Internal factors are those within the individual, while external factors come from others or the environment. Thus if a student performed very well in a maths test they might attribute their performance internally to the fact that they studied for eleven hours, or externally to the thought that it was a very easy test. They might attribute their good performance to a stable factor, such as an aptitude for maths, or to an unstable factor luck. Further they might attribute it to a controllable factorthe amount of effort they expended, or to an uncontrollable factor the examiner made a mistake in grading the test. These attributions will have a major effect upon a students ability to perform; their level of (general) motivation and their willingness to step outside of their own comfort zone.

The Questionnaire In constructing the questionnaire it was decided to create eight distinct sub-measures of motivation drawn from the ideas above. These sub-measures are:General Motivation questions related to a students approach to a learning task Internal Motivation an attempt to discover attitudes to self-directed goals External Motivation the extent to which the student feels they are driven by others Internal Causality (Reasons) representing ownership of success External Causality (Excuses) the degree to which the student disowns task outcomes Interest/Value (Whats In It For Me) intrinsic value of education/learning Competence attempting to explore student perception of self (efficacy) Confidence attempting to explore students active participation in learning

It will be obvious to the reader that these eight measures seek to explore various elements that have been identified by previous authors. It will also be obvious that important factors like self-belief (often experienced as self-talk by the learner) are encompassed within the defined measures. What has been omitted from this version of the questionnaire are certain elements of the attribution theory; specifically the notion of stable-unstable pairings. The other pairings (namely internal/external and controllable/uncontrollable) are reflected in the Causality and Motivation measures. It is worth noting that the notion of an excuses person and a reasons person arose from focus group discussions with pupils who had been part of the initial action research project. They (the pupils) were able to see how an excuse need not be the same as a reason. In their words one could easily be a cop out and not necessarily lead to dealing with the root cause of undesired outcomes. Responses to the questionnaire are defined according to a seven-point Likert Scale, seven points being seen as of more value for later statistical analysis. Variables on the scale are ordinal variables. Although integer values are used it does not follow that each step in the scale is in any sense equal.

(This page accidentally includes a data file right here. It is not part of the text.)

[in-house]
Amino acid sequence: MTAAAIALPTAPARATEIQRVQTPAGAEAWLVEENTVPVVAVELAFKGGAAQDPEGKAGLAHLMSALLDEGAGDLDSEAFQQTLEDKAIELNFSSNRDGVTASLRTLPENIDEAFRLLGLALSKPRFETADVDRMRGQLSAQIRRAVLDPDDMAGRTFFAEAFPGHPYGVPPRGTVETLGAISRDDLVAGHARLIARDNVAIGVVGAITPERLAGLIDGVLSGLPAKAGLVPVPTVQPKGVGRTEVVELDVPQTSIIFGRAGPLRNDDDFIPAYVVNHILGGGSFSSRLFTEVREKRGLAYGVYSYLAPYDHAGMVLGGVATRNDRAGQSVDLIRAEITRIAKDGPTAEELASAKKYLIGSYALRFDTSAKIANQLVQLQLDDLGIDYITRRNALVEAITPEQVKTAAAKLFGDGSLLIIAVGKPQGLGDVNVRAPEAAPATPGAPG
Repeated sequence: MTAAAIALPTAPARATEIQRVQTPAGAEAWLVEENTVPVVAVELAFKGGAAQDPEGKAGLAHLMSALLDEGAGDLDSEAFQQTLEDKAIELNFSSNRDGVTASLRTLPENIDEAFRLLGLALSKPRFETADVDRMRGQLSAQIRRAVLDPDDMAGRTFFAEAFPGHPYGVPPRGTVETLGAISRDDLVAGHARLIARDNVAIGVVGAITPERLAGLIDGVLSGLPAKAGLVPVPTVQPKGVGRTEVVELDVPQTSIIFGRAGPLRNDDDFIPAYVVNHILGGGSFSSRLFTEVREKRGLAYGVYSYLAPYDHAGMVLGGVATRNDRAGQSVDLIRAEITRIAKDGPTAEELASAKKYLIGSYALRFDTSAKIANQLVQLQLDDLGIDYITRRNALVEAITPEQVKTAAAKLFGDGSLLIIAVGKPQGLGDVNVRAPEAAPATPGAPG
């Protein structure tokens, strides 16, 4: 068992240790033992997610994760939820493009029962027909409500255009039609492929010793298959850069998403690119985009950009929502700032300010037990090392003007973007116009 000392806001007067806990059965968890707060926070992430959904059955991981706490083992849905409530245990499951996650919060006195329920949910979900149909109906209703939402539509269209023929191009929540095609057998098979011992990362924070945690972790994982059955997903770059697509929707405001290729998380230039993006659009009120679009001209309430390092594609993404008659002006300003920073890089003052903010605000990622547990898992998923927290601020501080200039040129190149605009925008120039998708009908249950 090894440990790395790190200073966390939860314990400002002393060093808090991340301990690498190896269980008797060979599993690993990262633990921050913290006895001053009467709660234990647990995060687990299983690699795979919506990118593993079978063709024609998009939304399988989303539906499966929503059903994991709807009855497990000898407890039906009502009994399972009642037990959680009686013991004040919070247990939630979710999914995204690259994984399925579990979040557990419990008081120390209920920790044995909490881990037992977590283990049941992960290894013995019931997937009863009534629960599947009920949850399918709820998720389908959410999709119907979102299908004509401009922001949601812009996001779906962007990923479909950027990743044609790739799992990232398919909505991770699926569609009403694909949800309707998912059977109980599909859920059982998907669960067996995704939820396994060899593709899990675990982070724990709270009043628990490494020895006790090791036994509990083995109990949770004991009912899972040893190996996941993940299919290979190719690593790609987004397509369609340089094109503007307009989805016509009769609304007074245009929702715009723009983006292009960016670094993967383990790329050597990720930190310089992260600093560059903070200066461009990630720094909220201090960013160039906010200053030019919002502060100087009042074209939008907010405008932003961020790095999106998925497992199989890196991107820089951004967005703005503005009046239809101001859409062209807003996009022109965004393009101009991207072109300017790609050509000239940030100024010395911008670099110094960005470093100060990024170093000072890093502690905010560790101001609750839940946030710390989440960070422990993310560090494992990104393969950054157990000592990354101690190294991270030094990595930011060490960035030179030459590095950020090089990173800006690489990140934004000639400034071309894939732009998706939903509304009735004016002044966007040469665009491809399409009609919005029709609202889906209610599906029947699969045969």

Since standard analyses are based on the assumption that the residuals are normally distributed they may not really work on a 5 point scale. In the case of T tests, the assumption is that the original variable conforms to a normal distribution within each of the groups that are being compared. So data coming from a 5-point Likert scale can never be normally distributed, because a variable that has only 5 integer values simply can't be. A normally distributed variable has to be effectively a continuous variable. Also the distribution of a normal variable is symmetrical, and that is unlikely form a 5-point scale unless the mean is on the middle of the scale. (Hopkins 2001)

In terms of Integer Labeling for the sake of the respondent the associations are as follows:1 Not like me Disagree I never do this 2 3 4 Somewhat Like Me No strong feelings I Sometimes do this 5 6 7 Exactly Like Me Agree I always do this

Respondents will need to be encouraged to think carefully about awarding the marks across the seven-point scale. Habituation and lack of time spent considering personal responses will clearly affect the measures. Scoring Measure Motivation Internal Motivation External Motivation Internal Causality External Causality Interest/Value Competence Confidence Score Range 5 35 -3 27 -3 27 5 35 5 35 -16 - 32 -18 - 18 -11 - 19 Assumed Mean 20 12 12 20 20 8 6 4

There are some interesting hypotheses that can be stated prior to the publication and use of this questionnaire and it will be these that will inform the next stage of the developmental process. Hypothesis 1: Pupils scoring over 50 on the measures Motivation, Internal Motivation & External Motivation, will be those pupils who generally strive to achieve. School reports will show that they are able to apply themselves in lessons, have developed good study skills and respond positively to new learning challenges. They may well be the self-starters with regards school-work and will tend to prefer working on their own. Comparisons between the Internal and External motivational scores will have a bearing upon the learning environment that is created in lessons and fostered in the home. Hypothesis 2: